First. When the Government without instituting condemnation proceedings appropriates for a public use under legislative authority private property to which it asserts no title, it impliedly promises to pay therefor. United States v. Great Falls Manufacturing Co., 112 U.S. 645; United States v. Lynah, 188 U.S. 445, 462, 465; United States v. Cress, 243 U.S. 316, 329. But although Congress may have conferred upon the Executive Department power to take land for a given purpose, the Government will not be deemed to have so appropriated private property, merely because some officer thereafter takes possession of it with a view to effectuating the general purpose of Congress. See Ball Engineering Co. v. J.G. White Co., 250 U.S. 46, 54-57. In order that the Government shall be liable it must appear that the officer who has physically taken possession of the property was duly authorized so to do, either directly by Congress or by the official upon whom Congress conferred the power.
The Acts of March 3, 1899, c. 423, 30 Stat. 1064, 1070, and May 26, 1900, c. 586, 31 Stat. 205, 213, making appropriations for barracks and quarters for troops, furnish sufficient authorization from Congress to take land for such purposes, so that the difficulty encountered by the claimant in Hooe v. United States, 218 U.S. 322, does not exist here. But the power granted by those acts was conferred upon the Secretary of War. Act of August 1, 1888, c. 728, § 1, 25 Stat. 357; Act of August 18, 1890, c. 797, § 1, 26 Stat. 316. It was for him to determine whether the army post should be established and what land should be taken therefor. Compare Nahant v. United States, 136 Fed.Rep. 273; 153 Fed.Rep. 520; United States v. Certain Lands in Narragansett, R.I., 145 Fed.Rep. 654. Power to take possession of the company's mining claim was not vested by law in General Randall; and the Secretary of War had not, so far as appears, either authorized it or approved it before December 8, 1900. It was only after the President reserved from sale and set aside for military purposes the large tract of land in which the company's mining claim was included that the Secretary of War took action which may be deemed an approval or ratification of what General Randall had done. What he had done before that date, having been without authority and hence tortious, created no liability on the part of the Government. Hijo v. United States, 194 U.S. 315, 323. Since the cause of action arose after December 7, 1900, this suit was not barred by § 156 of the Judicial Code.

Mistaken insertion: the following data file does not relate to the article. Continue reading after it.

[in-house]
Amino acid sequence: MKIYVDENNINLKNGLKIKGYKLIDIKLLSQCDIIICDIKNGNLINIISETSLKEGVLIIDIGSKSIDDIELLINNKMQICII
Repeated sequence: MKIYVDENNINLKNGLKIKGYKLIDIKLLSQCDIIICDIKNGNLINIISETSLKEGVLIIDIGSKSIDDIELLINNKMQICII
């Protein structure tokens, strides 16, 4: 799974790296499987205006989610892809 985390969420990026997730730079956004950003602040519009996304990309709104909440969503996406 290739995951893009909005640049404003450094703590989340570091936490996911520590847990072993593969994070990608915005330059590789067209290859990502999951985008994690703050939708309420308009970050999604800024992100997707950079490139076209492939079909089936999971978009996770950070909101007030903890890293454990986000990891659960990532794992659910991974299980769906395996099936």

The suggestion is made that, as the President's order reserved the land "subject to any legal rights which may exist to any land within its limits," the Secretary's action thereafter was not a taking of the mining claim. But this clause and the reference to it in the announcement made by the Secretary must, in view of the circumstances, have meant merely that the right to compensation of the company and of any others was preserved. Furthermore, the suggestion if sound would not aid the Government; it would result, at most, in slightly postponing the date of the legal taking. For the continued holding possession of the land after the announcement of the Secretary of War and the erection of buildings thereon by his authority was such an appropriation as would, in any event, give the right of action against the Government.
Second. The company contends that it should receive, in addition to the value of the property at the time of the taking, compensation for the occupation and use thereof from that date to the date of the judgment — a period of nearly twenty years during which the company was deprived of the use of its property. This contention is based upon the decisions of many state courts that, upon the taking of private property for public uses, the owner is entitled to recover, besides its value at the time of the taking, interest thereon from the date on which he was deprived of its use to the date of payment. In a number of cases in the lower federal courts also the landowner has been permitted to recover interest from the time of the taking; but in each such case a statute had provided in some form that the condemnation should be conducted according to the laws of the State in which the land was situated — and under the law of the State interest was recoverable. United States v. Engeman, 46 Fed.Rep. 898; Town of Hingham v. United States, 161 Fed.Rep. 295, 300; United States v. Sargent, 162 F. 81; United States v. First National Bank, 250 F. 299; United States v. Rogers, 257 Fed.Rep. 397; United States v. Highsmith, 257 Fed.Rep. 401. These conformity provisions which relate only to the laws of States, can have no application to lands in Alaska; nor can they affect proceedings brought in the Court of Claims.
See cases collected in 15 Cyc., pp. 930, 931, and in 10 R.C.L., p. 163.